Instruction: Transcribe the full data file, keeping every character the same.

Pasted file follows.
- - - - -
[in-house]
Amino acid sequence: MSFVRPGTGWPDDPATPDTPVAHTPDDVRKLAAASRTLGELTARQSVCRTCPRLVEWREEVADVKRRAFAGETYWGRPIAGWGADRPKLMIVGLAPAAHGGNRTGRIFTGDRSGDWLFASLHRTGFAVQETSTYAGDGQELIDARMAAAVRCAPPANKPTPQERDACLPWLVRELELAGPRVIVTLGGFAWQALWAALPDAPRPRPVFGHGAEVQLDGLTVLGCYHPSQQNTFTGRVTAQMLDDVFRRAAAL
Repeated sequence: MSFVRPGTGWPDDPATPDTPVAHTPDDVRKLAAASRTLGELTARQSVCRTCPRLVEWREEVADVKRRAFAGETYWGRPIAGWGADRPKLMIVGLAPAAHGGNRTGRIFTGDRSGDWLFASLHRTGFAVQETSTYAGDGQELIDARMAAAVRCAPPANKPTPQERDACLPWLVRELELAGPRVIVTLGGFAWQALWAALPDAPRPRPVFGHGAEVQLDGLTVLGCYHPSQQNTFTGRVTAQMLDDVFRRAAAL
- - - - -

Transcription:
[in-house]
Amino acid sequence: MSFVRPGTGWPDDPATPDTPVAHTPDDVRKLAAASRTLGELTARQSVCRTCPRLVEWREEVADVKRRAFAGETYWGRPIAGWGADRPKLMIVGLAPAAHGGNRTGRIFTGDRSGDWLFASLHRTGFAVQETSTYAGDGQELIDARMAAAVRCAPPANKPTPQERDACLPWLVRELELAGPRVIVTLGGFAWQALWAALPDAPRPRPVFGHGAEVQLDGLTVLGCYHPSQQNTFTGRVTAQMLDDVFRRAAAL
Repeated sequence: MSFVRPGTGWPDDPATPDTPVAHTPDDVRKLAAASRTLGELTARQSVCRTCPRLVEWREEVADVKRRAFAGETYWGRPIAGWGADRPKLMIVGLAPAAHGGNRTGRIFTGDRSGDWLFASLHRTGFAVQETSTYAGDGQELIDARMAAAVRCAPPANKPTPQERDACLPWLVRELELAGPRVIVTLGGFAWQALWAALPDAPRPRPVFGHGAEVQLDGLTVLGCYHPSQQNTFTGRVTAQMLDDVFRRAAAL